Confession to my mother and request for forgiveness
I try and eat my oats every day, really I do. It has always been one of my mother’s Golden Rules of Healthy Eating. But Mom, I have to tell you: sometimes I just don’t, because I’m absolutely, unequivocally not a morning person and I just can’t get it together to cook the oats the good old-fashioned Scottish way we might all prefer.
So Mom, to relieve this deep guilt I have lived with my entire adult life, I found the solution, though I admit more by sloth than by wit. It was one of those days when no one was to speak to me before noon. I decided to pour some dry steel-cut oats into a bowl and eat them dry, in order to avoid the risk of pouring milk all over the stovetop instead of into the pan it was meant for, and then adding oats and other necessary ingredients into the milk that was already running down the front of the kitchen cabinets (I have already experienced this and it is not a good way to start the day). I was absolutely incapable of giving them the loving care they so deserve.
Great info on everything to do with cooking: Cooking Up A Story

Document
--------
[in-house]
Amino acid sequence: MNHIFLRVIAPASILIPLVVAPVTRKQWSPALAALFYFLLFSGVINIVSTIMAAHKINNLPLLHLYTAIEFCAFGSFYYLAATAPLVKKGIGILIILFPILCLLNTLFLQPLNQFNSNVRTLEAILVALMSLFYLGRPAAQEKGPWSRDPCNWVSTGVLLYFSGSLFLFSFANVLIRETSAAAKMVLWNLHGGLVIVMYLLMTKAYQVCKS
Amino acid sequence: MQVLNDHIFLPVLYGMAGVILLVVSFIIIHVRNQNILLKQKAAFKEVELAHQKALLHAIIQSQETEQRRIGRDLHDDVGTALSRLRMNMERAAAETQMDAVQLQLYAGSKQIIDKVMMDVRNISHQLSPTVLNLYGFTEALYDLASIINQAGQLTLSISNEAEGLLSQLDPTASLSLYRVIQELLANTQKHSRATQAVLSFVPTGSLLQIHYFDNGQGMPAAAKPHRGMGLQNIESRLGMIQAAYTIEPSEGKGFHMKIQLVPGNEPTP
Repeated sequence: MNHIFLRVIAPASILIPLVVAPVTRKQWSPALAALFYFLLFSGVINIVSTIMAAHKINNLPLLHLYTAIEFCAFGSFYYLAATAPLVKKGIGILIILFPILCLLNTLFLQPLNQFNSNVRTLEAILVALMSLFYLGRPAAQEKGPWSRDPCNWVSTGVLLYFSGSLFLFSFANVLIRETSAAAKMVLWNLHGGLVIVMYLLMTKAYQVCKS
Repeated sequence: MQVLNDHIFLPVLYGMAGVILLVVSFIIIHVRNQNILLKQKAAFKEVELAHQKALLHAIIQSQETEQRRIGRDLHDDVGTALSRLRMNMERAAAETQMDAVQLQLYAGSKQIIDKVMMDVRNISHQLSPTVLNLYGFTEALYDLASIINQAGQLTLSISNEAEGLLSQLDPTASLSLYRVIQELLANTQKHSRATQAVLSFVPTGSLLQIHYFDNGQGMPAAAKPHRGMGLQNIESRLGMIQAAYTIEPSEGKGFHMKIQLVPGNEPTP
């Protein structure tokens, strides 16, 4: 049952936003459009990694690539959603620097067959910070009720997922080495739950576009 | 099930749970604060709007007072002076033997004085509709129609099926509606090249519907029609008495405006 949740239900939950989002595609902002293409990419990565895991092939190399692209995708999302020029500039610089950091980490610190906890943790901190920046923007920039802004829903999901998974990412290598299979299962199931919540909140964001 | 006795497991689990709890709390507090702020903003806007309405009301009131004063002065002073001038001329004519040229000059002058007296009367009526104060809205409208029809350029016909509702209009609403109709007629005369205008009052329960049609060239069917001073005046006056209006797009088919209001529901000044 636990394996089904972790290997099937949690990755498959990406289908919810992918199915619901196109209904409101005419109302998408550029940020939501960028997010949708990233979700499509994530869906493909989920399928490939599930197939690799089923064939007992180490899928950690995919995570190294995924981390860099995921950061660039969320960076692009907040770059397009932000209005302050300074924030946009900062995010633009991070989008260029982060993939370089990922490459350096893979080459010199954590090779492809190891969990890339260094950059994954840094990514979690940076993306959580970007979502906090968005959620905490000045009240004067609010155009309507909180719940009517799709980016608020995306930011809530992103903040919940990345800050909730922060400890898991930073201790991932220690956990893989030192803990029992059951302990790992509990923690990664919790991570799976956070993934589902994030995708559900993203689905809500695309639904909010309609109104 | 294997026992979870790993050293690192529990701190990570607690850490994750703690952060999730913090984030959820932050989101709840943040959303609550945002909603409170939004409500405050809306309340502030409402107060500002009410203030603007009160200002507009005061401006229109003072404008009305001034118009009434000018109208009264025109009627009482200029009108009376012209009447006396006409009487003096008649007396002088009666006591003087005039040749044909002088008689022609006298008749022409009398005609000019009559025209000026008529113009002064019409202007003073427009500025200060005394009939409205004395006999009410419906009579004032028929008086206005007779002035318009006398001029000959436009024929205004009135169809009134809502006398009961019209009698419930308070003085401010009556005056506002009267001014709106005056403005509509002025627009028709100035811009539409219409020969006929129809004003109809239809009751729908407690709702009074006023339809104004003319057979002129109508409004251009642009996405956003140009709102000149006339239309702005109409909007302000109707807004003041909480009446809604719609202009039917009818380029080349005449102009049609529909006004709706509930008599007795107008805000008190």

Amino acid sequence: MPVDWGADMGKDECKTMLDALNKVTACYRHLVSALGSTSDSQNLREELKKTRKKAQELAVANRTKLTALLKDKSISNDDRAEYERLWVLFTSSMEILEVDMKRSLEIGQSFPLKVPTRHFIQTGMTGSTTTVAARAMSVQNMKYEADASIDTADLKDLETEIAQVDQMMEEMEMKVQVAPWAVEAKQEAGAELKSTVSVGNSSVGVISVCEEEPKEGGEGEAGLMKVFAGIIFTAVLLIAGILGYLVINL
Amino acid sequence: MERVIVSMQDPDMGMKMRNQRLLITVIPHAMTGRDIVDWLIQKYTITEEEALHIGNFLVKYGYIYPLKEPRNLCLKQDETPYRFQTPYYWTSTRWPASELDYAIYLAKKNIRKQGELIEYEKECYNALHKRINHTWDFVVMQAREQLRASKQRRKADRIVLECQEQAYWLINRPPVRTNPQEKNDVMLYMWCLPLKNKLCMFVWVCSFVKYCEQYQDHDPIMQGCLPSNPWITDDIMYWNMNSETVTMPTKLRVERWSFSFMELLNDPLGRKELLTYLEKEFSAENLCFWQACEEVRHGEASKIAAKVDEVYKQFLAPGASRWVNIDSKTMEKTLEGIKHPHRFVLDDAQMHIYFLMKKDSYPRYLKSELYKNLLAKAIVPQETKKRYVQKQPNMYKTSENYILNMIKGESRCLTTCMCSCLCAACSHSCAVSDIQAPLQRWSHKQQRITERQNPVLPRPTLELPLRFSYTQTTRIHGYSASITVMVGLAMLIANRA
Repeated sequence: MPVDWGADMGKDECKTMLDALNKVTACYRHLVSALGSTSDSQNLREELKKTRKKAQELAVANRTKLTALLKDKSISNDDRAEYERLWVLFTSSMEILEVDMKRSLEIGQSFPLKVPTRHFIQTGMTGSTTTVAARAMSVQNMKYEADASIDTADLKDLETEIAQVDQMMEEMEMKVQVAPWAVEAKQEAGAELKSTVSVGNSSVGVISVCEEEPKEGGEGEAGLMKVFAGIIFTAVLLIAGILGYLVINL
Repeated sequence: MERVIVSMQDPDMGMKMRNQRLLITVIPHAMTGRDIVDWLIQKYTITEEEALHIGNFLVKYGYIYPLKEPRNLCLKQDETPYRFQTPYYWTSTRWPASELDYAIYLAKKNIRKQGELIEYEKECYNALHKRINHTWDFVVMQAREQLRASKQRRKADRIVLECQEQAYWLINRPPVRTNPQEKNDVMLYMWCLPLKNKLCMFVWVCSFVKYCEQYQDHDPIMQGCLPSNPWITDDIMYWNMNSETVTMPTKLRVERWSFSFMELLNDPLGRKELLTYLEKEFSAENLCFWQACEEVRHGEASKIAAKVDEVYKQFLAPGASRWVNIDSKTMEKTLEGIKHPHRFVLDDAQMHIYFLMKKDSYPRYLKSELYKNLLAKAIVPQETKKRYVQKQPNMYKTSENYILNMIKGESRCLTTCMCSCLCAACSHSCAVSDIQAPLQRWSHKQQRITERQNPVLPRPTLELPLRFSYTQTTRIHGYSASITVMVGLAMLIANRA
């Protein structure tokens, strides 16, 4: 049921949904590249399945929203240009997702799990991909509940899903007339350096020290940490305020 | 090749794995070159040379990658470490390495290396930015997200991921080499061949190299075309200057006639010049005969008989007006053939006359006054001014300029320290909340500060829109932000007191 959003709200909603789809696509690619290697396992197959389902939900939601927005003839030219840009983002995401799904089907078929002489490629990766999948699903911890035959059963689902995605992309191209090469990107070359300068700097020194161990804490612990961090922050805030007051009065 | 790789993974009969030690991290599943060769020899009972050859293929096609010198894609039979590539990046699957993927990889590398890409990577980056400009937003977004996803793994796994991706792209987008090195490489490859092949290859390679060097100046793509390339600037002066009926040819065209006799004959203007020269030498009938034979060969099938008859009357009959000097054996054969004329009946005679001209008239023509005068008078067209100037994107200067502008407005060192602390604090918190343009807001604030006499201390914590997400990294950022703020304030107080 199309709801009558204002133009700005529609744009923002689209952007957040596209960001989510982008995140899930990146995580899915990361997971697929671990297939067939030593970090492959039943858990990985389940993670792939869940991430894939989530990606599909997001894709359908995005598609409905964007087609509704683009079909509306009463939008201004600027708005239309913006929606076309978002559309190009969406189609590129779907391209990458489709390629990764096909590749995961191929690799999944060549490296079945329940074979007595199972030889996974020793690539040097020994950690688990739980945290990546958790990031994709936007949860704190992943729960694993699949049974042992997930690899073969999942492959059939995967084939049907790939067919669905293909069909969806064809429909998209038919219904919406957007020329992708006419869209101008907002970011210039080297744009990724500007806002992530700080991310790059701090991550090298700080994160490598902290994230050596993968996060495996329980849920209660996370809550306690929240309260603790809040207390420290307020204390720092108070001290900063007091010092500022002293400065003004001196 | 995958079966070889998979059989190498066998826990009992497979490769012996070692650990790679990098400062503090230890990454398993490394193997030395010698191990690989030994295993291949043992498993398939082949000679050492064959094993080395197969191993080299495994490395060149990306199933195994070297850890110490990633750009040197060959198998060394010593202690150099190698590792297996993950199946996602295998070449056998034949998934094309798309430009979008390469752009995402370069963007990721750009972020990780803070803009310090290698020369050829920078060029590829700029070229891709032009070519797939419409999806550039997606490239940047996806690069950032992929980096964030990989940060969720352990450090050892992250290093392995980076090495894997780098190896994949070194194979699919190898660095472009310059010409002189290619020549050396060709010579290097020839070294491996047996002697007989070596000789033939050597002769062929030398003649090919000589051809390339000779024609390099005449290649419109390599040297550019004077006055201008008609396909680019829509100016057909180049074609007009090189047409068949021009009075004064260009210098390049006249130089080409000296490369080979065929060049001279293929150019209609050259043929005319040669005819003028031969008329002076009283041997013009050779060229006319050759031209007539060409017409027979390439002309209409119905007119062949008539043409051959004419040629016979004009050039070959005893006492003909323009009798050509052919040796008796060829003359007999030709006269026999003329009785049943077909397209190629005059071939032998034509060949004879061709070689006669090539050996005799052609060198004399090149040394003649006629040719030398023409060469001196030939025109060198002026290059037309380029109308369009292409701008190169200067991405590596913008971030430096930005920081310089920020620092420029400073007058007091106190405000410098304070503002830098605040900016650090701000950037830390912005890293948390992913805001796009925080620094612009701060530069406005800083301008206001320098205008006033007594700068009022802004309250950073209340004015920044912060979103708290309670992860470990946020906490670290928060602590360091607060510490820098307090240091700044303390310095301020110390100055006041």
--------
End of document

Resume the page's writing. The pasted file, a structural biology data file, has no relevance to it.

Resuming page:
Tips on cooking up fresh pumpkin and how to choose just the right pumpkin. As Americans and Canadians probably already know from experience, the water content of European pumpkins is often quite different from that of the North American varieties, which becomes a real problem when you’re using North American recipes for Thanksgiving and Christmas.
Fortunately, farmers markets in the Lake Geneva region offer a wide variety of pumpkins, so you should be able to find the right variety so you can still make your family recipes. But I do forewarn you: pumpkin pie can be tricky, so it’s best to do a trial run before the Big Day.
And don’t forget to save the seeds. Larita’s pumpkin seed recipe is a bit too American, in that we tend to use more natural ingredients in Switzerland, but one could perhaps use Migros or Coop “Country Potatoes” seasoning and simply skip her American smoke flavouring. In this case, it would be best to leave out the other spices, since this seasoning is in fact a mixture of some of the same spices.